if this guy is bipolar it would be type I (perhaps your ex was type II who tend to have more depression and only small bouts of hypo(lesser)mania) - with type I mania can spill over into psychosis at the far end when things tip too far. my friends mother has it and has had several psychotic episodes bless her.

garlicballs Fri 05-Apr-13 17:52:08

He would probably aim to charm you before trying to silence you. Lots of effective manipulators manage to get all their victims' support networks working for them & against their targets.

This is long, and very good: www.heartless-bitches.com/rants/manipulator/emotional_abuse.shtml

Heartless-Bitches also has a superb red flag list.

garlicballs Fri 05-Apr-13 17:52:40
happyAvocado Fri 05-Apr-13 18:05:38

could he be after your friends passport/residence?
if marries here would he be better of for that ing in her country?
but he builds up story about her violence so he can divorce her very quickly

StephaniePowers Fri 05-Apr-13 18:13:27

His lack of ability to charm seems not to fit - you'd expect him to have charmed the socks off all her friends before/while getting to work on her self esteem.

At this rate she's bound to notice that her friends are keeping quiet, isn't she?

DoormatorDiva Fri 05-Apr-13 20:01:37

swallowedAFly Dick Head. Ohhhh...of course.

Hmm..bipolar does ring a few bells actually. Grandiosity, manic spending, alcohol abuse, insomnia...

He has been in therapy though. Or at least he has told bff this. During his divorce I think, when he was depressed. I think it was one of the first things he told her, when he was saying 'no mindgames, no pretence' etc.

Presumably if bipolar was an issue it would have been diagnosed? Really, bff was so enamoured with him even then, that if he can tell her he's been in therapy, he can tell her he's bipolar and it wouldn't have put her off.

garlicballs thank you for the links. If nothing else - I'm getting an education in what to watch out for!

happyAvocado I'm not sure what he is 'after' - apart from she's lovely of course, and loyal, and attractive, and has a cute young ds. She is separated but not yet divorced, so not technically free to remarry until they sort out the divorce. He has apparently told her he doesn't want to get married again anyway. She's a SAHM atm, ds only goes to school part time, and ex sends money back - it's maintenance for ds and therapies, enough for rent etc. but not really much provision for her (if any). He can't be after her money. And she's an ex-pat too, so if it's a passport/citizenship thing there are easier targets. I think he does genuinely like her, but is not particularly healthy for her.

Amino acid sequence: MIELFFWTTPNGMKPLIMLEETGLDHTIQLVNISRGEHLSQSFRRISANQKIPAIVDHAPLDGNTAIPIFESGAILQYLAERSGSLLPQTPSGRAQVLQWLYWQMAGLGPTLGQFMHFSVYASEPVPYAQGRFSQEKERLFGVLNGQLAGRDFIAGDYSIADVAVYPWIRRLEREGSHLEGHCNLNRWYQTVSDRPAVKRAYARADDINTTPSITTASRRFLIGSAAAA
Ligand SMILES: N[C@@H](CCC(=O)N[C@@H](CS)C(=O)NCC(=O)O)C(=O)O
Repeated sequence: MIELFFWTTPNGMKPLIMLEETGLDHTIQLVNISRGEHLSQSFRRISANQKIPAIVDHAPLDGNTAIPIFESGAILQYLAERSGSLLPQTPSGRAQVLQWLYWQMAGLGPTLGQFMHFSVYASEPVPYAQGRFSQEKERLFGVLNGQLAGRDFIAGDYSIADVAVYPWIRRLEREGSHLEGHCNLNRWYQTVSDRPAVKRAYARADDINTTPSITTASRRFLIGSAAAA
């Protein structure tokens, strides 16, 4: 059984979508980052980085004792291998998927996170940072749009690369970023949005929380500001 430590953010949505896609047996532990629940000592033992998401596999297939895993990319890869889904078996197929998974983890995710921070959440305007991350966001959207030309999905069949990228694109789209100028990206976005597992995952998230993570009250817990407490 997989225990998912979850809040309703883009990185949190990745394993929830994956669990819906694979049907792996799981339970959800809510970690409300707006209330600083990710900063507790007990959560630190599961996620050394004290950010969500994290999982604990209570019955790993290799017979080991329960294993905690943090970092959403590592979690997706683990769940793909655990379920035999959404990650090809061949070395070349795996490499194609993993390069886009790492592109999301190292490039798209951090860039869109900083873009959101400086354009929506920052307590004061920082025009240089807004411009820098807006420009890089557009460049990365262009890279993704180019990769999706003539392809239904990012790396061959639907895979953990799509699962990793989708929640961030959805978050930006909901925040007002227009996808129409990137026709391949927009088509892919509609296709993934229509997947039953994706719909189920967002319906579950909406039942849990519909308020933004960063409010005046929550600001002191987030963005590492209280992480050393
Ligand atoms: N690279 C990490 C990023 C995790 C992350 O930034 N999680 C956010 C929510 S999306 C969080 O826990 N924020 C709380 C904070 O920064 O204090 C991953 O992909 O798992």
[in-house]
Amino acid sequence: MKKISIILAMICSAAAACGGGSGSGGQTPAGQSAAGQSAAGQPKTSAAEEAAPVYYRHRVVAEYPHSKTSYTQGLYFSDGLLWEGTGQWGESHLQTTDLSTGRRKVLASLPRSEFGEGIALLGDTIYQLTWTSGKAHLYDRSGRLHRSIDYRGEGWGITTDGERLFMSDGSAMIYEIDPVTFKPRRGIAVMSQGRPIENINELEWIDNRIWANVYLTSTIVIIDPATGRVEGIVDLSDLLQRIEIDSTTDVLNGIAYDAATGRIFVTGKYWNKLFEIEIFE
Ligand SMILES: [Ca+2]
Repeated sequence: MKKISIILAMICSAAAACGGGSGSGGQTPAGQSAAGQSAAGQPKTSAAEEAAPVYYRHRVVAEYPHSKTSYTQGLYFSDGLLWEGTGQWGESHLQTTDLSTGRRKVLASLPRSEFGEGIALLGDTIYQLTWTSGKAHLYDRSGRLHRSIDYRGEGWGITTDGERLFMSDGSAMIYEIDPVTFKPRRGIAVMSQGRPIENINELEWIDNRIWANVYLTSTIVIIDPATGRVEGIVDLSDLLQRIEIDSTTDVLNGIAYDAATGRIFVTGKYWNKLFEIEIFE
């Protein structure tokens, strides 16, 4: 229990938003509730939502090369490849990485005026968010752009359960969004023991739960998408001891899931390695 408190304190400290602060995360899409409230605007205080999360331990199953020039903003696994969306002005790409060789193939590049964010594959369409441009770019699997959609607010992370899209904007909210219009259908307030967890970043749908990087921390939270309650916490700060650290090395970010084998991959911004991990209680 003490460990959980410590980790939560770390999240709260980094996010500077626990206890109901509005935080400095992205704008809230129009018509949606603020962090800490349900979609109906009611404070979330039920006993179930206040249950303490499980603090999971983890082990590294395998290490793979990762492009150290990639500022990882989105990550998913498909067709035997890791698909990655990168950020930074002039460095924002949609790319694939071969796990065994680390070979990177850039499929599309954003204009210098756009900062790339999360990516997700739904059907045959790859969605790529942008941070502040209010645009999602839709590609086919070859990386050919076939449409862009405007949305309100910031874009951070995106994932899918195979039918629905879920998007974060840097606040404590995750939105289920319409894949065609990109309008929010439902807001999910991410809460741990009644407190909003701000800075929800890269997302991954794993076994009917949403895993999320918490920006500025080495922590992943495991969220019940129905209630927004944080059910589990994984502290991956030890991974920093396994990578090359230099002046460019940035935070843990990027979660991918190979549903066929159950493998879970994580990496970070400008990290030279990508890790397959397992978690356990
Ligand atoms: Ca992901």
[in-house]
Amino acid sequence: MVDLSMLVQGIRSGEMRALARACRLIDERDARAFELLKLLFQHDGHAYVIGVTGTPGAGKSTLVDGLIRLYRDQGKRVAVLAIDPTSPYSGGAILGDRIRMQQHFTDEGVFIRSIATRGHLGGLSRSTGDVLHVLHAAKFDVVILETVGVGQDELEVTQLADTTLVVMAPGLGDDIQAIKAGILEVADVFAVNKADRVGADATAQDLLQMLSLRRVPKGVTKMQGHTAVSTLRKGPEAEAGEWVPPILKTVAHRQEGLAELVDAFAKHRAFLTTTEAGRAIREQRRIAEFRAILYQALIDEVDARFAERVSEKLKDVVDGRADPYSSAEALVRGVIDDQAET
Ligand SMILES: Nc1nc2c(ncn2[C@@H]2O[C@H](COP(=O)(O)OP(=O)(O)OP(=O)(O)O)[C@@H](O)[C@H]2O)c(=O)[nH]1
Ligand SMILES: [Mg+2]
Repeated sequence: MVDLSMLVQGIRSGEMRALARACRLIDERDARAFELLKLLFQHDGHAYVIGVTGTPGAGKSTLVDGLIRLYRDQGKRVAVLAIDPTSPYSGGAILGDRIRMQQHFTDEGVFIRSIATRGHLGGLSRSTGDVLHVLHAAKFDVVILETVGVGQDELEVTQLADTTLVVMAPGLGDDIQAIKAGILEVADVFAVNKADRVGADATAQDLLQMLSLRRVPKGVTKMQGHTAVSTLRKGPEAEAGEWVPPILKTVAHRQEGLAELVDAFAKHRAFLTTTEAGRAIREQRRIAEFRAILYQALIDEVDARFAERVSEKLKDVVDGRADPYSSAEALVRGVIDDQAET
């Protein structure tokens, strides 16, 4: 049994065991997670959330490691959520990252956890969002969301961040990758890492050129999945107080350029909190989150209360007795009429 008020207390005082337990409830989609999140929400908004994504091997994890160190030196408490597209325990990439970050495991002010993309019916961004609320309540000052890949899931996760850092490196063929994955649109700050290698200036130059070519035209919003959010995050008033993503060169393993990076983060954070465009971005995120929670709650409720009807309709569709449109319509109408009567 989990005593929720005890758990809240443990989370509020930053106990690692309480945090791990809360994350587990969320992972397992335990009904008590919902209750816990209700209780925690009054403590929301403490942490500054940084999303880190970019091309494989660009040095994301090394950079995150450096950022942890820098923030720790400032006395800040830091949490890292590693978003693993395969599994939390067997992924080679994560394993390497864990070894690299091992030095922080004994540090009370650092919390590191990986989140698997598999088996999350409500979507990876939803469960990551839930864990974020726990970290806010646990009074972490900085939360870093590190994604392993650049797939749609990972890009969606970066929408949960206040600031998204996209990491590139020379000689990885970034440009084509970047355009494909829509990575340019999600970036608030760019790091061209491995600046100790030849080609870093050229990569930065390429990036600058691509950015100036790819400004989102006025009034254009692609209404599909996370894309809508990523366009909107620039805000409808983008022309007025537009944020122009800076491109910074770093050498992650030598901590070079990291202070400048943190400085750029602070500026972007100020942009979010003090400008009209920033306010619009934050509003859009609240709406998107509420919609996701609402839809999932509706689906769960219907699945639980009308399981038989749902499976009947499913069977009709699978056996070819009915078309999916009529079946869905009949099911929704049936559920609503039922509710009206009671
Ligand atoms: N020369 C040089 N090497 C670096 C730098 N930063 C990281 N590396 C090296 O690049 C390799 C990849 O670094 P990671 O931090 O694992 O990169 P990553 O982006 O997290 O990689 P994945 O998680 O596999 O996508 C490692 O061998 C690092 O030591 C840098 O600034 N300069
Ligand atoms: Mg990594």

StephaniePowers Bff thinks he's incredibly charming! It's only me that seems to be very wary - he has a lot of mates at the pub, is seen as a bit of a party animal, life and soul etc. But then, I wonder how well a group of work colleagues, drinking buddies, and business associates really know him - since he's only been passing through before. Bff doesn't have a lot of close friends there, at least, no one she has really talked to about him. Most of her friends are new, made when she came out of marriage break-up 'hibernation'. Apparently he has a reputation as being a bit of ladies man, so he does attract women. I'm not under his spell I suppose, because I'm far away - looking at the actions, rather than hearing the pretty words, excuses and explanations.

amiwhatorhow Fri 05-Apr-13 20:17:35

Op, you are not over-invested here at all. You are concerned for your good friend and her vulnerable child. You are listening to your instincts and you are right to do so.

FWIW I had a very, very good friend for a number of years who had a series of unfortunate relationships with manipulative and, frankly, strange men.

Two of them ended up crossing into DV territory.

A lot of what you've said about your situation reminds me of her with her absusive exes - particularly the sussing out of you, in bff territory.

The later of the two guys did a number of very strange things - including moving in next door to her. I went to visit her once and he insisted on coming to pick me up from the station without her, even though I had never met him before and didn't even know what he looked like.

He was weird from the start - over familiar with me but also weirdly semi-aggressive.

I kept quiet until it got to the point where she was going to move into him and she expressed her doubts and then I told her she'd been in this situation before with previous abusive ex. That she didn't need him or owe him anything. That she was brilliant and better off without him.

She left him, thank fuck. It was only afterwards that she told me she should have told him to sling his hook when he called her a 'fucking slag' on their SECOND DATE.

My friend had everything going for her - intelligence, looks, sense of humour and still ended up with a prick like that who treated her like shit from the very start.

I don't know what I'm saying, really, other than..BE THERE for her, and only her. I think he may be trying to win you over and make you 'his' friend so he can gang up on her with you.

Obviously you won't let that happen. But be warned that he will try to alienate you from her if he sense that you see him for what he is.

OP you say when she first started seeing him the friends who invited her to the dinner party were very protective of her? Could this be because they know so much more about his background and things he's done, having known him for years?
These are the people who your friend should be listening to, especially the Dh as he was the one who got so protective. I wonder what they would have to say about all this.

DoctorAnge Fri 05-Apr-13 20:42:27

He sounds truly awful.

She doesn't need this shit. I hope she sees sense.

Join the discussion

Join the discussion

Registering is free, easy, and means you can join in the discussion, get discounts, win prizes and lots more.

Register now